Rev Esp Quimioter 2023; 36(3): 223-235
Status of Herpes Zoster and Herpes Zoster Vaccines in 2023: A position paper
JOSÉ MARÍA MOLERO GARCÍA, SANTIAGO MORENO GUILLÉN, FERNANDO RODRÍGUEZ-ARTALEJO, JULIÁN RUIZ-GALIANA, RAFAEL CANTÓN, PILAR DE LUCAS RAMOS, ALEJANDRA GARCÍA-BOTELLA, ALBERTO GARCÍA-LLEDÓ, TERESA HERNÁNDEZ-SAMPELAYO, JAVIER GÓMEZ-PAVÓN, JUAN GONZÁLEZ DEL CASTILLO, MARI CRUZ MARTÍN-DELGADO, FRANCISCO JAVIER MARTÍN-SÁNCHEZ, MANUEL MARTÍNEZ-SELLÉS EMILIO BOUZA
Published: 8 February 2023
Herpes zoster infection (HZ) is an important public health problem due to its high incidence and frequent complications, especially post-herpetic neuropathy . The incidence of HZ increases with age and is more frequent in immunocompromised patients. It is estimated that at least 60,000 people develop HZ each year in Spain.
The usual forms of HZ are so clinically characteristic that they do not usually require microbiological confirmation, which is reserved for cases without cutaneous manifestations or with atypical presentation.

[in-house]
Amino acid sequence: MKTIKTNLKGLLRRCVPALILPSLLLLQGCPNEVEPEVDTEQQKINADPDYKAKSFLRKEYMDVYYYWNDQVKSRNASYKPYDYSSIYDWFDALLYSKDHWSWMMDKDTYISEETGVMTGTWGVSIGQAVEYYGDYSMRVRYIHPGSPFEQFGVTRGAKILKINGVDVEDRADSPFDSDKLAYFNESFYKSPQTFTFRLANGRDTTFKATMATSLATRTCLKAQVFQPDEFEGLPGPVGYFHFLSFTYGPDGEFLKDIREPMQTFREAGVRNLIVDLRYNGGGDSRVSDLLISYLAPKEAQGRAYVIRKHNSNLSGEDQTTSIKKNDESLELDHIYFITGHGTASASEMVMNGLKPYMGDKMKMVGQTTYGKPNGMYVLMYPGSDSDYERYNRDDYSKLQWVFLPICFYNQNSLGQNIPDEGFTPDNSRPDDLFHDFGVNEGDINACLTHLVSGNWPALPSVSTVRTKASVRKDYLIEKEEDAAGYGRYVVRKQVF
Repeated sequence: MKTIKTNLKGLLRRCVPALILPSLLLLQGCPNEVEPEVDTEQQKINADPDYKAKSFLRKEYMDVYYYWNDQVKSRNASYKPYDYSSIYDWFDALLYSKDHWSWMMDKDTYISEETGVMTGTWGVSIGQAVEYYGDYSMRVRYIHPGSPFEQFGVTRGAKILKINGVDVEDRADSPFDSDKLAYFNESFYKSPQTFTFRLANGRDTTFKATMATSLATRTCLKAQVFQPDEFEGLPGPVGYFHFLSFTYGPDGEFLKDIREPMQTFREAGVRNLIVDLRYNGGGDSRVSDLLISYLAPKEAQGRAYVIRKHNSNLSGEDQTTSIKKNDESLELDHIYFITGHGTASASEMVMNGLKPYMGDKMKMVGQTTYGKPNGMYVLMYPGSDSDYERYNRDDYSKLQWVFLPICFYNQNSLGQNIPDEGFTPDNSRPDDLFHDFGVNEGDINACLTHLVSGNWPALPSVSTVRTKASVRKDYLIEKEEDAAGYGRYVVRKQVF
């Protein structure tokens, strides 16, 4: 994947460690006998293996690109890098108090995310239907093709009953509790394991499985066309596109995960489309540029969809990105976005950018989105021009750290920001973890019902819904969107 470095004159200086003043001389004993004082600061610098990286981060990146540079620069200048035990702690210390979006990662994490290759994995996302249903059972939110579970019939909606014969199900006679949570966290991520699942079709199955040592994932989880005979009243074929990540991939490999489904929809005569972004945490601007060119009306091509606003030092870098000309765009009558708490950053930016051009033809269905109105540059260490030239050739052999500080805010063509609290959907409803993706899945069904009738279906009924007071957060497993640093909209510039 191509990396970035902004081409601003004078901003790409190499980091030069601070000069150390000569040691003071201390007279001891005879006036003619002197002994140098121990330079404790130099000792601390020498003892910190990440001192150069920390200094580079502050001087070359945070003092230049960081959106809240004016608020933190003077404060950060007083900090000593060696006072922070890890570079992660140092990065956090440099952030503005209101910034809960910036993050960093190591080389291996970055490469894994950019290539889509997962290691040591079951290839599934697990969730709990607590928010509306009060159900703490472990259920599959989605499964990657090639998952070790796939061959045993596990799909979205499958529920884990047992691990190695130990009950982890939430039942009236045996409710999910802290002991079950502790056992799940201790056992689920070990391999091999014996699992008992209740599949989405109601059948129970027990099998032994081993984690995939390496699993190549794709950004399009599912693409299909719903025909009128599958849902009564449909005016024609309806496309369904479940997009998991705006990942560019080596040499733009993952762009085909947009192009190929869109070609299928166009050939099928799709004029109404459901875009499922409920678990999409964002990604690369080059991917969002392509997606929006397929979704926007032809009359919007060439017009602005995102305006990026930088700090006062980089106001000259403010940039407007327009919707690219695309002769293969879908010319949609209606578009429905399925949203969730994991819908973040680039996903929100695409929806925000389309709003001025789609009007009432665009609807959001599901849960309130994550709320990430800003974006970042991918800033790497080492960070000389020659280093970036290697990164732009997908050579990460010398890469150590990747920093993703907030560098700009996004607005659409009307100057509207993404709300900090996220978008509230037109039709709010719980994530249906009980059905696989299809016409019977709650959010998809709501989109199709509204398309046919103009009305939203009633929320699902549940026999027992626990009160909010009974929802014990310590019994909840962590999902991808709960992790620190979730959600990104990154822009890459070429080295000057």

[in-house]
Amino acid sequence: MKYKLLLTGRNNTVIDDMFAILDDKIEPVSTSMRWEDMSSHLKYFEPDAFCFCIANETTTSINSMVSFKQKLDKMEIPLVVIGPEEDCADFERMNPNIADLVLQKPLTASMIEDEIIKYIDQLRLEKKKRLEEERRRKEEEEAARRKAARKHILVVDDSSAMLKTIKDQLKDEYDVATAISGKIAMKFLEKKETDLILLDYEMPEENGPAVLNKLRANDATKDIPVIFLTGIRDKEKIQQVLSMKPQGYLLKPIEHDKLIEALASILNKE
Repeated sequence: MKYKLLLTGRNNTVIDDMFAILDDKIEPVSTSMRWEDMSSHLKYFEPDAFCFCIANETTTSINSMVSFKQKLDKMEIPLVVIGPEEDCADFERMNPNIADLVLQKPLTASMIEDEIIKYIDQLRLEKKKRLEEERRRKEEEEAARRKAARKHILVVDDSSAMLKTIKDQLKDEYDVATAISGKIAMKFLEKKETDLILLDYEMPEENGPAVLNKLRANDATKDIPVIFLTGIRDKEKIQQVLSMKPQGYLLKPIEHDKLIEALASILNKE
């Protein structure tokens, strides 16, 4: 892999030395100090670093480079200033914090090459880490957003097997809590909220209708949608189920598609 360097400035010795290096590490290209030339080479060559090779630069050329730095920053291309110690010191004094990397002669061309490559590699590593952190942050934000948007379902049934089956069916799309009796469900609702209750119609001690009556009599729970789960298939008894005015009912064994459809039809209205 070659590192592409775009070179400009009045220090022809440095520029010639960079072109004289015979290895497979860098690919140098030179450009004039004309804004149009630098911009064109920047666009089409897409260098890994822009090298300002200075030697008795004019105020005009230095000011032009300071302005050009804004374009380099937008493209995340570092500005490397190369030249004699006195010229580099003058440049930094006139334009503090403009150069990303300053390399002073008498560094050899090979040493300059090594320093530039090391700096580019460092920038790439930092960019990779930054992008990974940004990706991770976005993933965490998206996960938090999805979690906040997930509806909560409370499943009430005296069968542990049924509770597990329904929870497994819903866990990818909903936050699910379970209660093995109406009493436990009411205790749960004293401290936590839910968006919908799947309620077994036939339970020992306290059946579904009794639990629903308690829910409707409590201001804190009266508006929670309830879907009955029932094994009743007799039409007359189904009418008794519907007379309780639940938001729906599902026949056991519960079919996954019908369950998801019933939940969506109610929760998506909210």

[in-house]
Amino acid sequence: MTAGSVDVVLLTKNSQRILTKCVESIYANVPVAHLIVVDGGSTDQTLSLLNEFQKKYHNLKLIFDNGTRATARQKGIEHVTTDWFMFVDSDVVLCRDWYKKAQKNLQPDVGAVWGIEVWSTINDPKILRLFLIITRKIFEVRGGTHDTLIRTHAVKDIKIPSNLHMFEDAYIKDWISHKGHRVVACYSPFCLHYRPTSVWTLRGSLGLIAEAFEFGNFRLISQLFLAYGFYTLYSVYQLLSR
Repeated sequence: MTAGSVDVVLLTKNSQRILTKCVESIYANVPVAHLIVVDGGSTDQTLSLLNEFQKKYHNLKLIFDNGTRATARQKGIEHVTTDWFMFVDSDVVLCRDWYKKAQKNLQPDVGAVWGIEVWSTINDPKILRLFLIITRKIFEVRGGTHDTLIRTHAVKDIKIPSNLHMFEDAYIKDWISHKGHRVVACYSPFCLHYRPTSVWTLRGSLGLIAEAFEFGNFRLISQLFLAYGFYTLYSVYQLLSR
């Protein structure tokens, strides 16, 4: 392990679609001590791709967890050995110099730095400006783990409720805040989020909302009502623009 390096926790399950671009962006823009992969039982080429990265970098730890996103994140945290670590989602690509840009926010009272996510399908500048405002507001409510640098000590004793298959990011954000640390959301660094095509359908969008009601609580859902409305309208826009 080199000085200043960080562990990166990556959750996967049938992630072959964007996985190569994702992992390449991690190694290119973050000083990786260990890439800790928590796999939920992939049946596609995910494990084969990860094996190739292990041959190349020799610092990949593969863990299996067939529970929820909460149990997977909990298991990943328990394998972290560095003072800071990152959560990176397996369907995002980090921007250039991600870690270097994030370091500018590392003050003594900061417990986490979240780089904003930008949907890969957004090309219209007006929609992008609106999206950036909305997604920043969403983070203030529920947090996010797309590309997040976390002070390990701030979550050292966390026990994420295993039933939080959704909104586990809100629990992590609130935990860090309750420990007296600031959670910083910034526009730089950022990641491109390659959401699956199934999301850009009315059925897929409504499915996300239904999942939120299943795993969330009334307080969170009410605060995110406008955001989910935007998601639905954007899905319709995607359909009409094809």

There are currently two vaccines approved by the regulatory agencies and marketed in Spain to prevent the onset of HZ and its complications. The first (Zostavax®) was marketed by the company MSD and licensed in Europe in 2006 and is a live attenuated virus vaccine that is administered in a single dose, while the second (Shingrix®) is a recombinant vaccine, marketed in 2017 and requires two doses. While the former cannot be administered to immunocompromised persons, the latter can be prescribed to any group of adults.
The criteria for the indication and financing of these vaccines have not been uniform in the various autonomous communities of Spain.
These and other aspects of HZ have been discussed by a group of experts from the Illustrious Official College of Physicians of Madrid (ICOMEM) whose criteria and opinions are included in this paper.
Rev Esp Quimioter 2023; 36(3): 223-235 [Full-text PDF]